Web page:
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District schools implement more hands-on learning style

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Sixth grade students work through an assignment inside a biosphere created by their teacher, Marci Vaughan. - LAURA EASTES
  • Laura Eastes
  • Sixth grade students work through an assignment inside a biosphere created by their teacher, Marci Vaughan.

On a sunny February morning, sixth-graders Perla Rosalez, Veronica Delgado and Cecelia Chaparro identified ecosystems by using colored pencils to mark the locations on a world map.

The John Adams Elementary School students started with Russia, identifying much of the Russian Arctic as tundra. Once marked, the students moved south, pointing out deserts, forests, grasslands and rain forests.

Not far from the trio, teacher Marci Vaughan watched and listened closely as students talked among themselves about biomes around the world.

She smiled before explaining the students were owning their learning at the southwest Oklahoma City school, part of the Oklahoma City Public Schools (OKCPS) district.

“Project-based learning takes the teacher out of the factor,” Vaughan said. “Students become responsible for their own learning. They are learning by themselves.”

New direction

This school year, a handful of John Adams teachers replaced well-known learning tools, such as textbooks and worksheets, with interactive labs and research assignments under a teaching method called project-based learning. Now, when teachers introduce units, students learn by doing and naturally question, inquire and develop deeper knowledge over time.

With project-based learning, a teacher presents a realistic project, assigns structured group work and looks for multiple learning outcomes. There are no right or wrong answers. At the end of a unit, students complete an individual project and present their findings to others.

The project-based learning method launched at John Adams school thanks to The Learner First. Eleven of the district’s schools are working with the Seattle-based education consulting firm to establish pilot programs that reform education and dive deeper into student learning. Each school’s pilot program differs to address the individual needs of the school.

Principal Heather Zacarias welcomed the new student-centered teaching method to her school, which serves diverse populations, including high numbers of students living in poverty and English language learners.

“The traditional format wasn’t meeting the needs of kids,” Zacarias said. “We were ready for this instructional shift. Right now, there are pockets of (project-based learning) happening all over the school. A few of our teachers have researched project-based learning on their own and are really diving into it.”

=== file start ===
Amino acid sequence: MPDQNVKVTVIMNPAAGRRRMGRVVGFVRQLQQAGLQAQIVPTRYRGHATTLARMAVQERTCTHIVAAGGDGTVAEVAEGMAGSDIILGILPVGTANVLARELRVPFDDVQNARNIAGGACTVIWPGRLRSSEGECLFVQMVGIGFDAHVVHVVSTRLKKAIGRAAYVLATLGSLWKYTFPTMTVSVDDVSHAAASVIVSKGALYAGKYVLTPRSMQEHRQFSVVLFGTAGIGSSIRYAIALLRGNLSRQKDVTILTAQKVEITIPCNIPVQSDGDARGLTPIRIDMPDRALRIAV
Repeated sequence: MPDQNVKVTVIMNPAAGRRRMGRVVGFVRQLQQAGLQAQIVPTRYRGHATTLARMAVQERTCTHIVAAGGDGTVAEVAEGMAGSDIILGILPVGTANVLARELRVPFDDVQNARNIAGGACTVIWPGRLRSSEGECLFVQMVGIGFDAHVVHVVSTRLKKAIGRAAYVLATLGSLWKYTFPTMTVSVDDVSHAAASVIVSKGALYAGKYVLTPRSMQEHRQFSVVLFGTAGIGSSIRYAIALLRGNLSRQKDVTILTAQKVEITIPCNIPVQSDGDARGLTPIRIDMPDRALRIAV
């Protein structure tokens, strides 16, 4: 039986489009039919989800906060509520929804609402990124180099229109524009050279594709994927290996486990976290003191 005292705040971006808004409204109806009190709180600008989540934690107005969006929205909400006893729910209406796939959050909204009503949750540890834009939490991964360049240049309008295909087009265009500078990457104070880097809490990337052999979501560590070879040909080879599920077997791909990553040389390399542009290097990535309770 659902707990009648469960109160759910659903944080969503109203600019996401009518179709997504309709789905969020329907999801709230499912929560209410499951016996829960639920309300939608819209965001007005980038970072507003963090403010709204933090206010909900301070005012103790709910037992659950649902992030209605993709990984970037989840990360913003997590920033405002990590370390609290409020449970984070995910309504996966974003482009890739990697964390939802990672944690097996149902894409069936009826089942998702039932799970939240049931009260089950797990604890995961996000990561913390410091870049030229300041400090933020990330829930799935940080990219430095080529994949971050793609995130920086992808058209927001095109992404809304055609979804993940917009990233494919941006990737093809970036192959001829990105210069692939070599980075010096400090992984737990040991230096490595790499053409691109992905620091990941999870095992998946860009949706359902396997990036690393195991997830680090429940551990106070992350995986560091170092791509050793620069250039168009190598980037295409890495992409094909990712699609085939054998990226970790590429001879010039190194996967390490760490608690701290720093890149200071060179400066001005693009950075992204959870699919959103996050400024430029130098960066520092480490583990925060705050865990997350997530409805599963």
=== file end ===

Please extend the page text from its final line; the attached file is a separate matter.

Zacarias referred to project-based learning as “contagious in [the] building.” Students are enthralled by the curriculum and have developed an academic mindset. Recently, she heard students discussing biomes over lunch in the cafeteria.

“Our school is leading the way, and the kids are absolutely loving it,” Zacarias said.

Zacarias and others hope the passion toward learning translates to improved academic performance. Studies suggest that project-based learning has a profound impact on students as they attain higher scores than their peers on standardized tests.

Part of making project-based learning successful is technology, which Zacarias explained is limited at John Adams. The school is actively pursuing grants for new tablets and computers, but welcomes donations.

John Adams teachers will undergo further professional development on project-based learning before the start of the 2016-17 school year.

Classroom biomes

When Vaughan arrived at the OKCPS district this fall, she was already familiar with project-based learning, a method she learned during her undergraduate days in Texas. She believes student-directed learning is the new trend in education and will help OKCPS compete with neighboring charter schools. She lost a handful of students to charter schools this semester alone.

When Vaughan started the biomes and ecosystem unit, she planned the projects she would assign students. She wanted to make the learning memorable. On the first day of the new unit, Vaughan instructed her students to go to the art room for science class. There, students discovered a 25-foot-long, 12-foot-wide inflatable biodome created with a box fan, tarp and tape.

“They will remember this forever,” Vaughan said. “You don’t forget learning in the bubble.”

In the biodome, students work on their projects and interactive labs. If they get stuck on aspect of an assignment, Vaughan points to signs listing the lesson’s driving questions, such as “What biome do I fit into? Where do I find myself in the ecosystem? What career could I possibly have from knowing this information?” A student who wishes to become a firefighter researched different ways to fight fires in various ecosystems.

As a final assignment, all students built their own three-dimensional biodomes, just on a smaller scale. Additionally, the students prepared to present and explain their biodomes to their schoolmates during an information tour. During the tours, Vaughan will listen for understanding and creativity.

“I learn something interesting every day,” Vaughan said. “They teach me, and I learn right along with them.”

Print headline: Dome learning, OKCPS’ John Adams Elementary School prepares students for a project-based world.

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